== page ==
I’m turning 46 in two weeks time, and suffered with iron deficiency anemia for approximately a year till I saw a heamatologist this year and started having Venofir iron transfers which helped immensely. My ferritin levels are back to normal and hemoglobin is on par. I suffered the most debilitating effects of low iron for over a long period of time. In September of 2015 I had an endometrial ablation done to lessen my monthly flow which was in part causing my iron deficiency anemia. With that now sorted and my period being far lighter, I suddenly developed this itch/crawly sensation (even tingly if I have to describe it). It’s not that it’s so much an itch as it’s an ctawly/tingly sensation that happens on my body. At first I thought it was low iron as this was one of the symptoms (amongst many) that iron deficiency manifests as besides the myriad of other symptoms. I did a FBC and ferritin count – my Gynaecologist said that it was all in order. Did a liver function test, all on par, did my hormone check and FDH apparently was all on par. According to him there was NO evidence of hormonal problems (yet I know my body all too well, and have been living in this body for the past 45 years, and I would imagine I would know if something was amiss. I have been having terrible anxiety, no night sweats, but have felt this kind of weird out of body experience, at times frightened and bouts of depression. I am so sure this new addition of crawly itchy skin is perimenopausal even though he blatantly says it’s not. I have now decided to up my Zinc and Vitamin C levels. So really my question is,even though blood works come back as normal, is there a chance that I could be having and experiencing perimenopause symptoms ? My period is bang on every month and I am not on any form of pill or contraceptive as I had the ablation done with tubular ligation. This crawling/ itchy sensation is driving me insane. I have used natural progesterone by Naturo e for about a week now – should I continue or cease to use it ? Please could you give me some kind of feedback as I at times feel like I’m losing it,and the doctors tend to brush it off all too lightly making out like it’s all in our heads. Fondest regards Tayla


Tayla December 2, 2015 at 6:17 pm

Oh and did I forget to mention, I become weepy, sudden onset of bloat PNS symptoms have become worse, breasts feel large and heavy, no vaginal dryness etc. But with what I’m experiencing I can only put it down to perimenopause even if the Gynaecologist debunks it and states that all tests are in par. The itchy/ crawly sensation also just came out of nowhere and taking antihistamines only help for that long and the itching re-appears, and mostly toward evening. My sleeping pattern has also changed and I wake during the night at different intervals, and feel apprehensive, and anxious. Mind ticking over and battling to fall back to sleep. These all seem like peri symptoms to me. If I could get an affirmative I’d be a really happy camper knowing what I’m dealing with and then moving forward and dealing with the symptoms etc.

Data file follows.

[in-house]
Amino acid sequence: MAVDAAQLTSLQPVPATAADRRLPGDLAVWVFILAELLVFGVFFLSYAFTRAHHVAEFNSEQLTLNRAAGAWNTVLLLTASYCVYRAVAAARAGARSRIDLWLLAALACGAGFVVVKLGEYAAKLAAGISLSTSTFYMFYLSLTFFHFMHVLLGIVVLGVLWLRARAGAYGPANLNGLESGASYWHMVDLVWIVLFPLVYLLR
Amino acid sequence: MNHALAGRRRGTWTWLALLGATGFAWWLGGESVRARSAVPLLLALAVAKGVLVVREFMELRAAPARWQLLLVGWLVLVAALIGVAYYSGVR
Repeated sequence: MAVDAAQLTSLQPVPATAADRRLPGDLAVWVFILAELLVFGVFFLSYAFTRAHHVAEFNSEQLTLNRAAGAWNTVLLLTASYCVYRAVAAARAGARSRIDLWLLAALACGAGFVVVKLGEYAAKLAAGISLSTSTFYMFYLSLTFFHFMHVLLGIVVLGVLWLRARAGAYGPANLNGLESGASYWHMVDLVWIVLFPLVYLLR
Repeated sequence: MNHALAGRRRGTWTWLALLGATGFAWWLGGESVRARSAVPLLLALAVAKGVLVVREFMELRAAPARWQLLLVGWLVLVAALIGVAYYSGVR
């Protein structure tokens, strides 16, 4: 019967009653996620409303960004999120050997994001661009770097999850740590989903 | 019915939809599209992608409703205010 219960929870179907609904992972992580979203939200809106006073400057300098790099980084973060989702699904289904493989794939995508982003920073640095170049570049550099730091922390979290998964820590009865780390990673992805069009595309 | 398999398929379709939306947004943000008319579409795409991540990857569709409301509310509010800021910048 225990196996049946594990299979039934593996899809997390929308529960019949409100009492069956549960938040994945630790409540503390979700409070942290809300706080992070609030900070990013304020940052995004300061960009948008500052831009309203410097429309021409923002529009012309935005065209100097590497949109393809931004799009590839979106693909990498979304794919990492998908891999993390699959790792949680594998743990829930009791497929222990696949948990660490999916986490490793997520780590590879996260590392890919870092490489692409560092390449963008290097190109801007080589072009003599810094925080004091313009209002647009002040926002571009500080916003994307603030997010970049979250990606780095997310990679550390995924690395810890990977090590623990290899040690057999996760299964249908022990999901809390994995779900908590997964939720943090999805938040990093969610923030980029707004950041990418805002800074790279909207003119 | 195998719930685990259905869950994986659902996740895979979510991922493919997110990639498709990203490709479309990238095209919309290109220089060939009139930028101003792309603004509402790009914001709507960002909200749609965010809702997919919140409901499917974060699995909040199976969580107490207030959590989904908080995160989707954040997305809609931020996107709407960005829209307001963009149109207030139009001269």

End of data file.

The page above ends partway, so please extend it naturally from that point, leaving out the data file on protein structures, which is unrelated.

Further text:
Thank you for a really great and informative blog.

Fond regards



Tracy January 5, 2016 at 5:23 am

I am 45 and have been experiencing periM symptoms of anxiety, heart palpitations, itchy skin/discomfort and recently spent the past week experiencing dizzyness, tingling in hands, cold hands and feet, anxiety, palpitations, etc.. I have irregular periods and the last one before thxgiving had cramps and g lol owed by two mini periods with clotting for a dsy or two at a gime. Q- do most women notice symptoms increasing, closer to actual menopause? I’ve also had phantom cramps-thinking my period was going to start because I had that period feeling. Thanks to every periM blog out there..can’t tell you how comforting it is th o read similar stories.


Magnolia January 5, 2016 at 3:06 pm

Hi Tracy,

yes, oddly enough, sometimes symptoms *do* seem to increase as you approach actual menopause. Especially the heavy, flooding periods. I would strongly recommend that you seek out bioidentical progesterone to help with the periods. It really does help with heavy flow and clotting, which is an excess build up of your uterine lining due to irregular periods.

Progesterone also helps with sleep and anxiety as well. Heart palpitations and anxiety are also associated with adrenal fatigue. If you are experiencing excessive fatigue, you could also have high cortisol levels which can cause anxiety and palpitations. There is a post listed under the category “heart palpitations” here at my blog which discusses a product called “Heart Calm” which might be of some help.